You’d be forgiven for glancing at a poster or advert for HBO’s Watchmen and mentally giving the show a hard pass. TV and film are at peak superhero saturation and for many, it seems like comic book adaptations have been done to death, consigned to a casket six feet under. But Damon Lindelof’s reinvention of Alan Moore’s classic graphic novel is something entirely new—a breath of fresh air into a tired genre that was all but exhaling its last. Trust me when I say it isn’t a show to be missed.
This isn’t a caped crusader story where the heroes face off against the supervillain in a metropolis-destroying, third act contest over who can punch the hardest. Much like our world, the villains hide in plain sight as suburbanites, police captains and government officials. They wear masks of a different kind: that of the upstanding American citizen, making it near impossible for our lead vigilante detectives to uncover who might have a Klan robe stashed in their closet. When a city does get levelled, it’s by a giant alien squid, courtesy of a flashback sequence that recontextualizes a critical event from Moore’s novel through the lens of trauma—the anniversary is known as 11/2, a clear parallel to 9/11 that makes sense for a shocking occurrence that similarly changed the course of American history.
It’s these clever analogues that help us stay connected to the narrative despite its weird and wonderful setting; rather than distract from our engagement, they enrich the viewing experience. In a timeline where Vietnam became the 51st state, mini cephalopods fall from the sky and an omnipotent cerulean being lives on Mars, it’s helpful to be reminded that the absurdism of Watchmen’s universe isn’t really that far from ours. Cops wear masks, allowing them to escape justice or enforce their own. White supremacists (under the banner of the Seventh Kavalry) idolise an unhinged fascist. Showrunner Damon Lindelof isn’t just telling us about Redford’s America, but Trump’s too, expanding upon the alternate-history setting of the graphic novel in ways that force us to question the political and social landscape of today.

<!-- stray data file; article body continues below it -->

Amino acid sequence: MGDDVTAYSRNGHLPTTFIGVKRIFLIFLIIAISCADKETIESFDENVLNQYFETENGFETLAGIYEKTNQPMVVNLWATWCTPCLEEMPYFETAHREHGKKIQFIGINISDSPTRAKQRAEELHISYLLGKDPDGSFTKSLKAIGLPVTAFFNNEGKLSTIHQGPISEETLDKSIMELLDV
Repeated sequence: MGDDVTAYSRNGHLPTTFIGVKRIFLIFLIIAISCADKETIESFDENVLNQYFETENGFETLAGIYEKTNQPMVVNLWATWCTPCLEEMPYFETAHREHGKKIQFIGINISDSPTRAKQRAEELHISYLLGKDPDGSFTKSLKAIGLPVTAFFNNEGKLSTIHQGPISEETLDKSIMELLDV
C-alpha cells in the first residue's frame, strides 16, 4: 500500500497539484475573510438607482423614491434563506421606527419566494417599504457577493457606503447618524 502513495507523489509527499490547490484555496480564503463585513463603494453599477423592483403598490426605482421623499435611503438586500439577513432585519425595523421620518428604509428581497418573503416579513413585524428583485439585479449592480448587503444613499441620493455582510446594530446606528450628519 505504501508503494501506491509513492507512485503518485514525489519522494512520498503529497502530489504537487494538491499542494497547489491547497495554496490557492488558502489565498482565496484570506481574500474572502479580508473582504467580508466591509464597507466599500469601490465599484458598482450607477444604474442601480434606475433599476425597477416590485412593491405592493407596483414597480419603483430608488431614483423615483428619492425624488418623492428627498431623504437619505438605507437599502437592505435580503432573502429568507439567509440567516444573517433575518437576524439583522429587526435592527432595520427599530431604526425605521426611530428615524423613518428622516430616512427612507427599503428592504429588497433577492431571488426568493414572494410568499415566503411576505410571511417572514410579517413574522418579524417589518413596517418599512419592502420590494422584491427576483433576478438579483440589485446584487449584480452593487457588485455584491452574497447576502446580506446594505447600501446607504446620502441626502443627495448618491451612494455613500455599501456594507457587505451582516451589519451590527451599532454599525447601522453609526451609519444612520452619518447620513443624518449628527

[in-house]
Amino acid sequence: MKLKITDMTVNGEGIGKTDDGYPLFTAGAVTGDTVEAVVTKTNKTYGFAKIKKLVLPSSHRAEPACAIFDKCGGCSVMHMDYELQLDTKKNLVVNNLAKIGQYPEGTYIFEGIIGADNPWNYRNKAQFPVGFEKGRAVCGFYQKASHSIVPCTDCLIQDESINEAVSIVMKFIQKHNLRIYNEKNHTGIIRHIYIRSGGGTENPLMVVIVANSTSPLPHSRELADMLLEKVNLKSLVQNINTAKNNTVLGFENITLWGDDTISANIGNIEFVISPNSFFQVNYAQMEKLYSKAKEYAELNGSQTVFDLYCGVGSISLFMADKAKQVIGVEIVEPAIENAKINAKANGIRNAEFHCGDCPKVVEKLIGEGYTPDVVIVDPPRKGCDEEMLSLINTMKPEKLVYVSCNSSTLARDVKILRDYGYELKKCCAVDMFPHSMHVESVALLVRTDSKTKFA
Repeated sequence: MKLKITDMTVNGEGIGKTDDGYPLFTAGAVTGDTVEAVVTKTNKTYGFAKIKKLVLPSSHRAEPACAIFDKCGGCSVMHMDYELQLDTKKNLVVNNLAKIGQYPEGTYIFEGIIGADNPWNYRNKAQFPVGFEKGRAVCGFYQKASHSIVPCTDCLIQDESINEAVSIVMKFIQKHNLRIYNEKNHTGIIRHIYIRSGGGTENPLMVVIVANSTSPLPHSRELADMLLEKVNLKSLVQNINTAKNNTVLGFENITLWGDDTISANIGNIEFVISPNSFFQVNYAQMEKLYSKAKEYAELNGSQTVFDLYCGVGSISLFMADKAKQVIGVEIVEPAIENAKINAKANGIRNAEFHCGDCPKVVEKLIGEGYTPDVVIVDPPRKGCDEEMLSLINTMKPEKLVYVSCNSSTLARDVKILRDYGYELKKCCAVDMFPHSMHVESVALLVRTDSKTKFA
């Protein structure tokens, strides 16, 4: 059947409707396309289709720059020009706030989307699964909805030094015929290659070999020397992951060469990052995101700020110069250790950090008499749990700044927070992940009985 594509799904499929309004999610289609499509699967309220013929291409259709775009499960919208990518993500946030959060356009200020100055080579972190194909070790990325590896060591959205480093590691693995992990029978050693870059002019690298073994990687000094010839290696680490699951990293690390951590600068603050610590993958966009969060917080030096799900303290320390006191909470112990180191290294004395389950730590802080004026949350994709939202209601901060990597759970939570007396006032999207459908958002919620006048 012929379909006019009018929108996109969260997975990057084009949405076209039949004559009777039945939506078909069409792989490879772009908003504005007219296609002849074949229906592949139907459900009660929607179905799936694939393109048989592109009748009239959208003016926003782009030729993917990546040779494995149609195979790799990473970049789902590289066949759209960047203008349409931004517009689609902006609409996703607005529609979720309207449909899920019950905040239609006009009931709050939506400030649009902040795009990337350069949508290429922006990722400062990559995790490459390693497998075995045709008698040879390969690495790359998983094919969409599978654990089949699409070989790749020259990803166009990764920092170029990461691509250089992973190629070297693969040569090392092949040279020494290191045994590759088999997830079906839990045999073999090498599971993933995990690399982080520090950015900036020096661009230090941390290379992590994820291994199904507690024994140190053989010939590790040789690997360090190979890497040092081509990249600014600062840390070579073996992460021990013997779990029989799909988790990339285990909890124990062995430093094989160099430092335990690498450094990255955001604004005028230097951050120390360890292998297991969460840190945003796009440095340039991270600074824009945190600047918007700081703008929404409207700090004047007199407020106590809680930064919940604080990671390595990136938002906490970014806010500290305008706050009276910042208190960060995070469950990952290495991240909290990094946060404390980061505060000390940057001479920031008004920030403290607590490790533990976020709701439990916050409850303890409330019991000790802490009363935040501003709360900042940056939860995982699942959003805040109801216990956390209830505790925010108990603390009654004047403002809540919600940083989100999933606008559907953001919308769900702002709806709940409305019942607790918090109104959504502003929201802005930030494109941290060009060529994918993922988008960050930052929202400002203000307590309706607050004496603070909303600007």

Race is a core theme of Watchmen, something the show makes clear by opening on the Greenwood Massacre of 1921, an act of racial violence by a white mob that attacked and destroyed the Black Wall Street community in Oklahoma. The effects of the incident and of racial injustice ripple throughout the lives of Watchmen’s characters as the storyline cascades across generations. Angela Abar, a black woman employed by the Tulsa P.D. as the badass “nun with a motherfucking gun” Sister Night, finds herself ensnared at the center of a treacherous conspiracy that’s unfolded over decades. Episodes in present day weave beautifully with several set in the 20th century, and although it’s not immediately apparent how the jigsaw pieces fit together, solving the puzzle is a huge part of the fun.
Each installment of the nine-part saga brings new surprises and unexpected scenes, and it’s a joy to watch a show that isn’t afraid to push the boundaries of miniseries storytelling. Jeremy Irons plays the now-aged Machiavellian billionaire Adrian Veidt—aka Ozymandias—and steals every scene he’s in, whether he’s catapulting himself into the stratosphere or creating clones. The style of the show leans heavily towards the visual—one episode in particular is presented in stunning black and white and features elegant long-take camera movements that rival some of the most complex shots in cinema. There’s real craft on display from every department that makes Watchmen a cut above the rest.
Art by Art Editor, Adam Dee.